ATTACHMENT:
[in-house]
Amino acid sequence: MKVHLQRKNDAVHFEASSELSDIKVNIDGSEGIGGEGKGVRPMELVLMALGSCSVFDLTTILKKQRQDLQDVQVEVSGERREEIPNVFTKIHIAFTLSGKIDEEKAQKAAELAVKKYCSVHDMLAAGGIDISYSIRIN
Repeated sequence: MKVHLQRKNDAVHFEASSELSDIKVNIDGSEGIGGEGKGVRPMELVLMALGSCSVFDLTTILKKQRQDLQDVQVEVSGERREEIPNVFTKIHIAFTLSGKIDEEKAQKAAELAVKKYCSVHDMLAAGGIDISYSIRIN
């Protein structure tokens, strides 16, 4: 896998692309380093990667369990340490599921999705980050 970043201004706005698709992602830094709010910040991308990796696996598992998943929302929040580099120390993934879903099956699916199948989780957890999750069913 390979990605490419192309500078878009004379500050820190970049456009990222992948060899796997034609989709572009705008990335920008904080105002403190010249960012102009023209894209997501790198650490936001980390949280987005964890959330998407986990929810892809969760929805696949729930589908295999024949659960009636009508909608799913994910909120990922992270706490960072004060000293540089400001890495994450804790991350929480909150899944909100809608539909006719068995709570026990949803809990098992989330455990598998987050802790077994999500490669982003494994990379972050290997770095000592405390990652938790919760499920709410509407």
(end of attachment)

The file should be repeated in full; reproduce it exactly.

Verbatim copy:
[in-house]
Amino acid sequence: MKVHLQRKNDAVHFEASSELSDIKVNIDGSEGIGGEGKGVRPMELVLMALGSCSVFDLTTILKKQRQDLQDVQVEVSGERREEIPNVFTKIHIAFTLSGKIDEEKAQKAAELAVKKYCSVHDMLAAGGIDISYSIRIN
Repeated sequence: MKVHLQRKNDAVHFEASSELSDIKVNIDGSEGIGGEGKGVRPMELVLMALGSCSVFDLTTILKKQRQDLQDVQVEVSGERREEIPNVFTKIHIAFTLSGKIDEEKAQKAAELAVKKYCSVHDMLAAGGIDISYSIRIN
């Protein structure tokens, strides 16, 4: 896998692309380093990667369990340490599921999705980050 970043201004706005698709992602830094709010910040991308990796696996598992998943929302929040580099120390993934879903099956699916199948989780957890999750069913 390979990605490419192309500078878009004379500050820190970049456009990222992948060899796997034609989709572009705008990335920008904080105002403190010249960012102009023209894209997501790198650490936001980390949280987005964890959330998407986990929810892809969760929805696949729930589908295999024949659960009636009508909608799913994910909120990922992270706490960072004060000293540089400001890495994450804790991350929480909150899944909100809608539909006719068995709570026990949803809990098992989330455990598998987050802790077994999500490669982003494994990379972050290997770095000592405390990652938790919760499920709410509407």